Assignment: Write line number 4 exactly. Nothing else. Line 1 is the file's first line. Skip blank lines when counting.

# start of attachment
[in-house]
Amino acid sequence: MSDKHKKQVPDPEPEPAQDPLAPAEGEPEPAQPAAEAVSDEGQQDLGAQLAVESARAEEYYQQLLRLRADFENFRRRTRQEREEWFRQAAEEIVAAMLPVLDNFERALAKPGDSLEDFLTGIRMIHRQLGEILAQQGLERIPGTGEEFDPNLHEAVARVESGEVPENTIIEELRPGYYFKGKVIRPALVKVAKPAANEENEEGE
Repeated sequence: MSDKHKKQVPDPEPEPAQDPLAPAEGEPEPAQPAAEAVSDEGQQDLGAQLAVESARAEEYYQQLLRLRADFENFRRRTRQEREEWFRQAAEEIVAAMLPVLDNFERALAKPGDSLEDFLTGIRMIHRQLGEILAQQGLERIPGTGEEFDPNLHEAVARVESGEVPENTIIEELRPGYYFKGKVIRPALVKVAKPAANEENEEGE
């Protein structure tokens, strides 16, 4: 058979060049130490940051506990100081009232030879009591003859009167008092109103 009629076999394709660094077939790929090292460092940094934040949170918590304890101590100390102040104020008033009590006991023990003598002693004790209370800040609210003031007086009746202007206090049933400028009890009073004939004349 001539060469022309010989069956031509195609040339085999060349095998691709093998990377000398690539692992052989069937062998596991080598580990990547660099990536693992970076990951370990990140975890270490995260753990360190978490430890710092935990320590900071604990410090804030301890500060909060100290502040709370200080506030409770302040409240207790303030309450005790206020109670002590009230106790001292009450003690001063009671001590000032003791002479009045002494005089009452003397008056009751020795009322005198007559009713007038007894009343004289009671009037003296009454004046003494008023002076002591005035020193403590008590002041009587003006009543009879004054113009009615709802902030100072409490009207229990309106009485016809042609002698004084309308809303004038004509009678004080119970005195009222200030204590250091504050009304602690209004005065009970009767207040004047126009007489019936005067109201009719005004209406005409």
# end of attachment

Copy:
């Protein structure tokens, strides 16, 4: 058979060049130490940051506990100081009232030879009591003859009167008092109103 009629076999394709660094077939790929090292460092940094934040949170918590304890101590100390102040104020008033009590006991023990003598002693004790209370800040609210003031007086009746202007206090049933400028009890009073004939004349 001539060469022309010989069956031509195609040339085999060349095998691709093998990377000398690539692992052989069937062998596991080598580990990547660099990536693992970076990951370990990140975890270490995260753990360190978490430890710092935990320590900071604990410090804030301890500060909060100290502040709370200080506030409770302040409240207790303030309450005790206020109670002590009230106790001292009450003690001063009671001590000032003791002479009045002494005089009452003397008056009751020795009322005198007559009713007038007894009343004289009671009037003296009454004046003494008023002076002591005035020193403590008590002041009587003006009543009879004054113009009615709802902030100072409490009207229990309106009485016809042609002698004084309308809303004038004509009678004080119970005195009222200030204590250091504050009304602690209004005065009970009767207040004047126009007489019936005067109201009719005004209406005409």